10 February 2014
Author Alan Tritton explores the military adventures of Colonel William Baillie, who was implicated in a major military blunder in eighteenth-century Madras. ...
Author Alan Tritton explores the military adventures of Colonel William Baillie, who was implicated in a major military blunder in eighteenth-century Madras.
William Baillie – an indirect ancestor of the Author – his mother was Iris Baillie – was the elder son of a minor Scottish laird who had a small estate at Dunain not far south of Inverness. He was born in 1739, seven years before the battle of Culloden Moor. The estate rentals were low and he and his younger brother John knew that, when they grew up, they would have to seek their income and perhaps fortune elsewhere.
He was well educated at King’s College Aberdeen and Edinburgh University, where it was said that he inclined to a military life. He joined the 89th Highland Regiment of Foot, which was in course of being raised by no less a personage than the Dowager Duchess of Gordon. She had been rebuffed by the Duke of Newcastle in her efforts to obtain a Commission for her elder son the 4th Duke and in her efforts to find a Colonelcy for her rather younger second husband and, by raising her own Regiment she was able, as she put it, to kill two birds with one stone.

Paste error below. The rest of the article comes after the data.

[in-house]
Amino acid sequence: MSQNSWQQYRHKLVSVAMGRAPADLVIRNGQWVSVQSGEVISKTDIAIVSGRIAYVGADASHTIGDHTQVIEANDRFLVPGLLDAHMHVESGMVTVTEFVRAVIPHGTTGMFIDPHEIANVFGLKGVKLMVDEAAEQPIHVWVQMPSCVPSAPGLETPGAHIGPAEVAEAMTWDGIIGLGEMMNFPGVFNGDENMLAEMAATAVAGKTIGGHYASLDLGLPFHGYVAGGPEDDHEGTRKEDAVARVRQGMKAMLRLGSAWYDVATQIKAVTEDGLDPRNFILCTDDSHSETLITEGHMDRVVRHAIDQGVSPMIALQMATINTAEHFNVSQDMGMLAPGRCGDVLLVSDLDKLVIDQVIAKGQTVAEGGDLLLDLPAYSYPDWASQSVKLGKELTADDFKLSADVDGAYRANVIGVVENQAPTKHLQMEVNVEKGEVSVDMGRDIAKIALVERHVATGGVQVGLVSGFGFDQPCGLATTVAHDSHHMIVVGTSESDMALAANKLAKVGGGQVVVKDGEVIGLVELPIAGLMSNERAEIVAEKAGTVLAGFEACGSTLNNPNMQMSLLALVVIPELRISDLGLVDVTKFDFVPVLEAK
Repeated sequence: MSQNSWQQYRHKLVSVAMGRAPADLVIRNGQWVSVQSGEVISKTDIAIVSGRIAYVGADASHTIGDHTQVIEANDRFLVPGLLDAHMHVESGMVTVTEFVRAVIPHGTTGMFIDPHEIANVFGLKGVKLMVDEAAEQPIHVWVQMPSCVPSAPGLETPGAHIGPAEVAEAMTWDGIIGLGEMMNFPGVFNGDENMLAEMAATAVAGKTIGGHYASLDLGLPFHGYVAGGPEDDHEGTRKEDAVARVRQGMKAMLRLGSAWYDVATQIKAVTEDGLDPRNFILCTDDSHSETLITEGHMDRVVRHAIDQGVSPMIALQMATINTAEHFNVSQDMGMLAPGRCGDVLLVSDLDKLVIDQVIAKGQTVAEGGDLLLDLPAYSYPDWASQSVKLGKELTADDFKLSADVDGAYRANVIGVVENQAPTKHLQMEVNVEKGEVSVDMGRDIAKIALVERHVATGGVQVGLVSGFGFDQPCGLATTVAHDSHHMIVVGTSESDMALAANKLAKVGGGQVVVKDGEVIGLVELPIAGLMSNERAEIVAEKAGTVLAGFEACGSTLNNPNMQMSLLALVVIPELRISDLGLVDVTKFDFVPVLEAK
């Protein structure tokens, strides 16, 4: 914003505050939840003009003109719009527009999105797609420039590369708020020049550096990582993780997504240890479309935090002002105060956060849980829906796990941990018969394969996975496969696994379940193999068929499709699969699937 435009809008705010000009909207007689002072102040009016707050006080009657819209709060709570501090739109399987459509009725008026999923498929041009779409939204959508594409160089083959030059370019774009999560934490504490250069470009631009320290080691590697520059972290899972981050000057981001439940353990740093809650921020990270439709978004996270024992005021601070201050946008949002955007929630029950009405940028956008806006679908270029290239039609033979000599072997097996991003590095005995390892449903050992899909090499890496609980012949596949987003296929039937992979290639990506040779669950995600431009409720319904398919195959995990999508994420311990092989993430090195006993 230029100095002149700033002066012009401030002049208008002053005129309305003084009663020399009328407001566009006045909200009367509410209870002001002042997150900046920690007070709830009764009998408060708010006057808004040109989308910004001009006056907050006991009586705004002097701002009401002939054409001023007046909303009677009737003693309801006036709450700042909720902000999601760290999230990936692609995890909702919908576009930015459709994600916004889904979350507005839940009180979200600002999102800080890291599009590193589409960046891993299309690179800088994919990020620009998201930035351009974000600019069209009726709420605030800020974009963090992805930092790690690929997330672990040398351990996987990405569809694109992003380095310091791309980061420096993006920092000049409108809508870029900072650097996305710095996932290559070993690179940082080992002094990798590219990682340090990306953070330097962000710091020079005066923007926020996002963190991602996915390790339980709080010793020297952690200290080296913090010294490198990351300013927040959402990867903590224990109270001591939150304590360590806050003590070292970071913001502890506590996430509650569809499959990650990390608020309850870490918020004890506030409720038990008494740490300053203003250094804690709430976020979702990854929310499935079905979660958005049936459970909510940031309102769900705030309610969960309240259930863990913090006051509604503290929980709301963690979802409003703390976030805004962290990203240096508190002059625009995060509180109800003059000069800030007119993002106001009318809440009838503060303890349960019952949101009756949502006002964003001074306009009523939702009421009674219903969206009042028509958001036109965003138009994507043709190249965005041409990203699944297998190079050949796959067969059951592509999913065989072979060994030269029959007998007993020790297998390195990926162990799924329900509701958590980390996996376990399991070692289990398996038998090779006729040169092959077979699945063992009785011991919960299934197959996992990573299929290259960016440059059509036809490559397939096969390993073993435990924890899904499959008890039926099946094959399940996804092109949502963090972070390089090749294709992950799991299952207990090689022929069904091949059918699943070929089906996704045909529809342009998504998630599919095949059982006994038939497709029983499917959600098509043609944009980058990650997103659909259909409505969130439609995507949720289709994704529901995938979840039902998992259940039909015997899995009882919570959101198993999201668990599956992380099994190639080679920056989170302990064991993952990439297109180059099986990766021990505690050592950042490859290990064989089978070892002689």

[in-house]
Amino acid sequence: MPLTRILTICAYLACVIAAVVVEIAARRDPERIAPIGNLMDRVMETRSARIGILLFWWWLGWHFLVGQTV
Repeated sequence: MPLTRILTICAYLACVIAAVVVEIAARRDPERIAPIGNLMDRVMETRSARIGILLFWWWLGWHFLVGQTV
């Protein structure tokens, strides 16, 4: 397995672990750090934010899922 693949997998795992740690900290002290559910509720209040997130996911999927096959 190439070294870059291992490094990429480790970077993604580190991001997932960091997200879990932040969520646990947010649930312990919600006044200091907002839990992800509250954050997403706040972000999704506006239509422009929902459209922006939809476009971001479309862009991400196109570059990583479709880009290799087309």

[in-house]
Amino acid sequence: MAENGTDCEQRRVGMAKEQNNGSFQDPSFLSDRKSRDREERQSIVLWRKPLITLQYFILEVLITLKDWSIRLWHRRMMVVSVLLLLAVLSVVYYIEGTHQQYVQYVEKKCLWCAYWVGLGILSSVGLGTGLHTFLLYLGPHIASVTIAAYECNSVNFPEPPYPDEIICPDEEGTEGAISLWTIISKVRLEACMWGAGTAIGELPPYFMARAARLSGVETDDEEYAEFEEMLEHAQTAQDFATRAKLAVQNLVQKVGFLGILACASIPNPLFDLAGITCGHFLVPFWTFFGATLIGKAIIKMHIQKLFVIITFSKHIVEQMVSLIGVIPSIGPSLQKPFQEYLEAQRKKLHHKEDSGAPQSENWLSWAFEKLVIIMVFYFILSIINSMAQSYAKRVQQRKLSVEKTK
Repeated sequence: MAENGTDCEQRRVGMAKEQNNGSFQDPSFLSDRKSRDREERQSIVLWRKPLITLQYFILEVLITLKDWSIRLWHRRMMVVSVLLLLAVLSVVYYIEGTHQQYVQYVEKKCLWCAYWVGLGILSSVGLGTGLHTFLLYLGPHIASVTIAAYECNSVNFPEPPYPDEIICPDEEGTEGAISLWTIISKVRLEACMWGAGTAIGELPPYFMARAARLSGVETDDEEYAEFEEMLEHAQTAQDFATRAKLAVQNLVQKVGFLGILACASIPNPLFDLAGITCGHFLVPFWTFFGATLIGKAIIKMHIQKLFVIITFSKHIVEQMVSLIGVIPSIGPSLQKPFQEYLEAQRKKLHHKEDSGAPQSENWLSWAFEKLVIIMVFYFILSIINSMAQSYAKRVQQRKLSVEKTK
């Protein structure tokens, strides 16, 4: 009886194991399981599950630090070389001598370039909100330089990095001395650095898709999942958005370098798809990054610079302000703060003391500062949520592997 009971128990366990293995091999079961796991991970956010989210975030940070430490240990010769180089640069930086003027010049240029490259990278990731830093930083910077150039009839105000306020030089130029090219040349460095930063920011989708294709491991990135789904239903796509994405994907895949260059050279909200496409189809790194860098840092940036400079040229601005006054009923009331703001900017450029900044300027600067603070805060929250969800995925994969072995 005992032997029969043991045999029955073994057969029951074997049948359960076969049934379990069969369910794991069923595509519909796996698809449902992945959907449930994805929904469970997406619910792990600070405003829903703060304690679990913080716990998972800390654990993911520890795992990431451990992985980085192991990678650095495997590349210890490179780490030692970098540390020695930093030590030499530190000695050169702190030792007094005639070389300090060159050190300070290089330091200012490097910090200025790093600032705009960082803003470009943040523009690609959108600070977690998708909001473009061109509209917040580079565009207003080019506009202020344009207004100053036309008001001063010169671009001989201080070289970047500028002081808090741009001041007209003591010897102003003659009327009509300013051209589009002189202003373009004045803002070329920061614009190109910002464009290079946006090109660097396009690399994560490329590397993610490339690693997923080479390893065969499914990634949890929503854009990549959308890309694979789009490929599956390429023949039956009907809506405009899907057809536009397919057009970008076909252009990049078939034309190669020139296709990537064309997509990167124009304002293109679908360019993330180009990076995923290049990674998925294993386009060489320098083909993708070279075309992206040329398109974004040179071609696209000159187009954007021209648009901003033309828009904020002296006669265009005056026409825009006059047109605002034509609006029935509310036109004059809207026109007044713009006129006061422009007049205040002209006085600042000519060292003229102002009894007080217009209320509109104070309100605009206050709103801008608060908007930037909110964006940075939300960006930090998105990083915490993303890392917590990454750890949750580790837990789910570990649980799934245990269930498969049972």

The Regiment was duly formed and was ordered south and to the Dowager’s horror was then ordered out to Madras in the East Indies which would deprive her of the Duke and her new husband for an indefinite period of time and perhaps permanently, given the casualty rate in India either from battle or disease – the average length of life in those days of a newcomer to India was two monsoons, although the Madras Presidency was healthier than the other two – Calcutta and Bombay.
THE REGIMENT IN INDIA
The Regiment arrived in India after an uneventful voyage towards the end of 1760, as it happens, just in time for the siege and capitulation of Pondicherry, the capital of French India - a siege, which had to be carried out all over again in 1778, but whereas on the first occasion William was only a Lieutenant, the second time he was a Lieutenant-Colonel and second in command of the besieging force.